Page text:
Fish Physiology and Biochemistry

, Volume 45, Issue 1, pp 63–70 | Cite as

Oxidative stress mediated the inhibition of cerebral creatine kinase activity in silver catfish fed with aflatoxin B1-contaminated diet

  • Carine F. Souza
  • Matheus D. BaldisseraEmail author
  • Carla C. Zeppenfeld
  • Sharine Descovi
  • Lenita M. Stefani
  • Bernardo Baldisserotto
  • Aleksandro S. da Silva


Aflatoxin B1 (AFB1) is an environmental toxicant and neurotoxic compound that induces the production of free radicals, causing oxidative stress. Creatine kinase (CK) is a central controller of energy metabolism in tissues with a large and fluctuating energy demand, and it is highly susceptible to inactivation by free radicals and oxidative damage. Thus, the aim of this study was to evaluate whether a diet for freshwater silver catfish (Rhamdia quelen) containing AFB1 inhibits cerebral CK activity, as well as the involvement of the oxidative stress on this inhibition. Brain CK activity was lower on days 14 and 21 post-feeding in animals that received AFB1-contaminated diet compared to the control group (basal diet), similarly to the brain sodium-potassium pump (Na+, K+-ATPase) activity. On the other hand, lipid peroxidation and protein carbonylation levels were higher on days 14 and 21 post-feeding in animals fed with AFB1-contaminated feed compared to the control group, while the antioxidant capacity against peroxyl radicals and thiol content was lower. Based on these evidences, the data demonstrated that diet containing AFB1 severely affects CK activity, an essential enzyme that plays an important role in brain energy homeostasis. Also, the impairment of energetic homeostasis linked with the use and generation of ATP via inhibition of CK activity elicited an inhibition of enzymes ATP-dependent, such as Na+, K+-ATPase. Moreover, the inhibition of brain CK activity appears to be mediated by the oxidation of lipids, proteins, and thiol group, as well as by a reduction in the antioxidant capacity.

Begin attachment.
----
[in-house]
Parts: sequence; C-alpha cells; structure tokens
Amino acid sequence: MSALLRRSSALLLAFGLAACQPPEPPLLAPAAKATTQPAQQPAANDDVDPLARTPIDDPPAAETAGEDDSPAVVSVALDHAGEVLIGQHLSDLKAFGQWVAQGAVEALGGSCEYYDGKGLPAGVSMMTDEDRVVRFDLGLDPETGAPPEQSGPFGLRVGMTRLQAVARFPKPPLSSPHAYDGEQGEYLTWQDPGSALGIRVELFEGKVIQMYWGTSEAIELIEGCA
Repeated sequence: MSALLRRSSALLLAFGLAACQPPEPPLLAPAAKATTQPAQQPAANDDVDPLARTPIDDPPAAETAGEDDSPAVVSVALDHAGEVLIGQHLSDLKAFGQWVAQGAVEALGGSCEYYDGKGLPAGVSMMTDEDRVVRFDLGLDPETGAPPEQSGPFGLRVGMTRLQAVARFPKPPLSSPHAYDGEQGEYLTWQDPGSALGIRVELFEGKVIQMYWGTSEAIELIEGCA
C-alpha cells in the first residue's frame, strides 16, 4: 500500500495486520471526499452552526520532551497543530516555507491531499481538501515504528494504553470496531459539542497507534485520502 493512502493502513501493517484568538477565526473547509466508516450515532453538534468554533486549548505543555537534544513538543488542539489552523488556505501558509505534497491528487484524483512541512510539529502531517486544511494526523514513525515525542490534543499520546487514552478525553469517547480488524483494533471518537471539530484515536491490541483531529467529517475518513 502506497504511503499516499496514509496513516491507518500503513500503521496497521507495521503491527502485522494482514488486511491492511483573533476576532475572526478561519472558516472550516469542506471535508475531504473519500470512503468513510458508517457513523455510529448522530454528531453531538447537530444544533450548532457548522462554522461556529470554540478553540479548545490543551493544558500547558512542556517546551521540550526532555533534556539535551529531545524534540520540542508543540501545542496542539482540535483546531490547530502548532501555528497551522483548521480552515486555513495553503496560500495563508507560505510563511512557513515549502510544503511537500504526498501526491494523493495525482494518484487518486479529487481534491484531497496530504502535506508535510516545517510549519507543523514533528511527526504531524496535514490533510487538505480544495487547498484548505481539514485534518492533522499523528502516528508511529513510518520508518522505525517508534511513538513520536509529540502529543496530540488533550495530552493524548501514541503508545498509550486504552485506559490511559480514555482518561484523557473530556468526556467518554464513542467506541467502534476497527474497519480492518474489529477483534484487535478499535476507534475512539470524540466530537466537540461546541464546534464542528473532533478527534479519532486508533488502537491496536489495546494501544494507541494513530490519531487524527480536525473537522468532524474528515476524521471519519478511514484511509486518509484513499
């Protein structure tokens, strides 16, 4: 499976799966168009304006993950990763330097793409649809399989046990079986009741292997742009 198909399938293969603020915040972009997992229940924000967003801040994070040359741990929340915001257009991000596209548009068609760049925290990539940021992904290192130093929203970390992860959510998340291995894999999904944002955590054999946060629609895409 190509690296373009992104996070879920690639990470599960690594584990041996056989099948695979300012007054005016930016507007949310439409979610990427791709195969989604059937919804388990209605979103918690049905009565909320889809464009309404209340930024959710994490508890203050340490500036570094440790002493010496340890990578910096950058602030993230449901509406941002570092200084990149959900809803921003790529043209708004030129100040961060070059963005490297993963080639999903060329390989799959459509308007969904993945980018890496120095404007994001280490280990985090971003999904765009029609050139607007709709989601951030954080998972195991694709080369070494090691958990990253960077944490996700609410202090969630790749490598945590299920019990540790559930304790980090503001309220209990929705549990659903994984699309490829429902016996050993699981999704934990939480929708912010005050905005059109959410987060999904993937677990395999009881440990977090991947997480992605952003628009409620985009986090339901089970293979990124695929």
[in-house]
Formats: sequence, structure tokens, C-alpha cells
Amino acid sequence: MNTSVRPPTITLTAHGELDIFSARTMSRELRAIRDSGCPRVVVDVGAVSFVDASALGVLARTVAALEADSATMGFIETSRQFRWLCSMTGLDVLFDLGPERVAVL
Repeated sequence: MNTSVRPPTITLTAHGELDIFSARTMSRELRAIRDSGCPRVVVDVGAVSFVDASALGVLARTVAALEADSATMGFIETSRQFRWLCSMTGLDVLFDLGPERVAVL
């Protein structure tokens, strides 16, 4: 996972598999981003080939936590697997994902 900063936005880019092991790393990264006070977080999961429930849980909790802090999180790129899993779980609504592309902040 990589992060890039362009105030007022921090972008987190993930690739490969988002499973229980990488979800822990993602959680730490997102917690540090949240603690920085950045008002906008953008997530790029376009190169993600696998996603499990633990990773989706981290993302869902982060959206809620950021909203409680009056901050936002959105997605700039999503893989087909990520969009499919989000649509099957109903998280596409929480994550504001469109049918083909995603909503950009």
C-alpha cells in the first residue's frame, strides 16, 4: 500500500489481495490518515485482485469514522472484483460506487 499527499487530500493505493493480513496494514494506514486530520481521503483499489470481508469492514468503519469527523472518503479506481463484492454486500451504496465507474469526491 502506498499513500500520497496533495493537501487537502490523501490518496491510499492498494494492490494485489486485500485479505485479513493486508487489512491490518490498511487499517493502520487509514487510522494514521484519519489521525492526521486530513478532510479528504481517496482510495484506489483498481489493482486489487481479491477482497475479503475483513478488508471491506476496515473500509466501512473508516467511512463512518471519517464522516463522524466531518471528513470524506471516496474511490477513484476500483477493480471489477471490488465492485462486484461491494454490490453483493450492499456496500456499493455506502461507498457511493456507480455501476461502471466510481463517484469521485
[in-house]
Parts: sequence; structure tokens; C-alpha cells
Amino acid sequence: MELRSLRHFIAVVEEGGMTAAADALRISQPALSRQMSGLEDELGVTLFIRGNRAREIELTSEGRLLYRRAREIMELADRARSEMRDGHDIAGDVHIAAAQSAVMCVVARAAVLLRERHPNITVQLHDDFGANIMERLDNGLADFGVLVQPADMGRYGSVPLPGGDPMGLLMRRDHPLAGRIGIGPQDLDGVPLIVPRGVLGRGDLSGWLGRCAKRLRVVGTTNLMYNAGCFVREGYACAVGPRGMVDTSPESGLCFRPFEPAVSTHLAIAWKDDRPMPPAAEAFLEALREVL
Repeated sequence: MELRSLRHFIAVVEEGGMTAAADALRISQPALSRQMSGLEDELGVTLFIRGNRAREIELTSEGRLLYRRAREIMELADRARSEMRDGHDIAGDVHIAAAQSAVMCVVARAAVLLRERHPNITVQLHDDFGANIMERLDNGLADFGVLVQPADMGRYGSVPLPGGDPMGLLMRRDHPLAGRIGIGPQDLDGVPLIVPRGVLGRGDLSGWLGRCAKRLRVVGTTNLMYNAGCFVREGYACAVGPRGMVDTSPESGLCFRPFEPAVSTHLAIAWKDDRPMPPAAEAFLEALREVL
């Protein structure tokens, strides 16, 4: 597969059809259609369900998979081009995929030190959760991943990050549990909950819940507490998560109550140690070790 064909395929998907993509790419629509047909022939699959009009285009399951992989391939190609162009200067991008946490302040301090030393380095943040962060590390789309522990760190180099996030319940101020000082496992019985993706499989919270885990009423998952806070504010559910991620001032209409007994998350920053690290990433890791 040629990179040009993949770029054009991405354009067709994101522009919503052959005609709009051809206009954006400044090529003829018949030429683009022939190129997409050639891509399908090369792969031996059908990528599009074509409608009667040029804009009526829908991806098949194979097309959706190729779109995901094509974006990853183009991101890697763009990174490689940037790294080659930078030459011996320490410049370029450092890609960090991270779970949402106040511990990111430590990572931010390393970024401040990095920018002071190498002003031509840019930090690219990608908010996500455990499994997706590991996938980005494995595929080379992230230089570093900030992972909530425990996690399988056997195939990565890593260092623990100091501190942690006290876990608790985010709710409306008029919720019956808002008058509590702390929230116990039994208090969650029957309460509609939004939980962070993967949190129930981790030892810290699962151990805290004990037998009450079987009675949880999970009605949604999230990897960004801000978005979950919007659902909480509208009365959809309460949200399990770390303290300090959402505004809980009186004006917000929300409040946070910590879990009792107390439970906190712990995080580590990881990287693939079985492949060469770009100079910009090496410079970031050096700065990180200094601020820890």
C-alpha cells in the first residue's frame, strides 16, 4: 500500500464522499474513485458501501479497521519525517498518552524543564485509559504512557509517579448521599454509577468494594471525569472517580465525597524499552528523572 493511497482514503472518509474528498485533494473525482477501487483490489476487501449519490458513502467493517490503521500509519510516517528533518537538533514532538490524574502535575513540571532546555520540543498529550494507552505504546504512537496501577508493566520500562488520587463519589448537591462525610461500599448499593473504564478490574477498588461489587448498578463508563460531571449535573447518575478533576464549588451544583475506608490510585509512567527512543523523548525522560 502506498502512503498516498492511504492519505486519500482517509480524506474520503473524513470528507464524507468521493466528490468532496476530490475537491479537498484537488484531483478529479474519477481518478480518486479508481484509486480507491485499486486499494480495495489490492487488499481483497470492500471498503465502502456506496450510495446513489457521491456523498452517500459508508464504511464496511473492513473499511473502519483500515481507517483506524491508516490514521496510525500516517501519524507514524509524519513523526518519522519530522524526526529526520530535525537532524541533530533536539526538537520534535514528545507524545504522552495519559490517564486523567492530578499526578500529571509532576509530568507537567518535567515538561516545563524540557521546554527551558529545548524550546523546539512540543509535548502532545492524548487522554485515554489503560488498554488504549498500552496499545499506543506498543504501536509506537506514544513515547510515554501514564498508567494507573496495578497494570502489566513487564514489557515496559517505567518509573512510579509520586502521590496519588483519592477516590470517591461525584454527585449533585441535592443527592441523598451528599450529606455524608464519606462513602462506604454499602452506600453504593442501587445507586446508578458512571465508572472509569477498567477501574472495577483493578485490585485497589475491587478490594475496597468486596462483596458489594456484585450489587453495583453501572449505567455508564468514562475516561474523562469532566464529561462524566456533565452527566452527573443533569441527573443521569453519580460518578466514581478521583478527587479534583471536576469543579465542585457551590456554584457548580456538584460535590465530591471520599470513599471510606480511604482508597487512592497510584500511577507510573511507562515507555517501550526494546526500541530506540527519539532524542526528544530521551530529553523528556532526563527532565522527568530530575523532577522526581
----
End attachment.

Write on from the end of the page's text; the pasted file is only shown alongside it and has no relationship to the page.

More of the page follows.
AFB1 Adenosine triphosphate Mycotoxins Phosphotransfer network Rhamdia quelen 


Funding information

This study received financial support from the National Council for Scientific and Technological Development (CNPq) (grant number 301156/2012-3) and received research fellowship for B. Baldisserotto. The Coordination for the Improvement of Higher Education Personnel (CAPES) provided two PhD fellowships for M.D. Baldissera and C.F. Souza.

Compliance with ethical standards

Conflict of interest

The authors declare that they have no conflict of interest.

Ethical note

The methodology used in the experiment was approved by the Ethical and Animal Welfare Committee of the Universidade do Estado de Santa Catarina under protocol number 9912090817. All applicable national guidelines for the care and use of animals were followed.


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Copyright information

© Springer Nature B.V. 2018

Authors and Affiliations

  1. 1.Department of Physiology and PharmacologyUniversidade Federal de Santa MariaSanta MariaBrazil
  2. 2.Graduate Program in Toxicological Biochemistry and Molecular BiologyUniversidade Federal de Santa MariaSanta MariaBrazil
  3. 3.Department of Microbiology and ParasitologyUniversidade Federal de Santa MariaSanta MariaBrazil
  4. 4.Department of Animal ScienceUniversidade do Estado de Santa CatarinaChapecóBrazil

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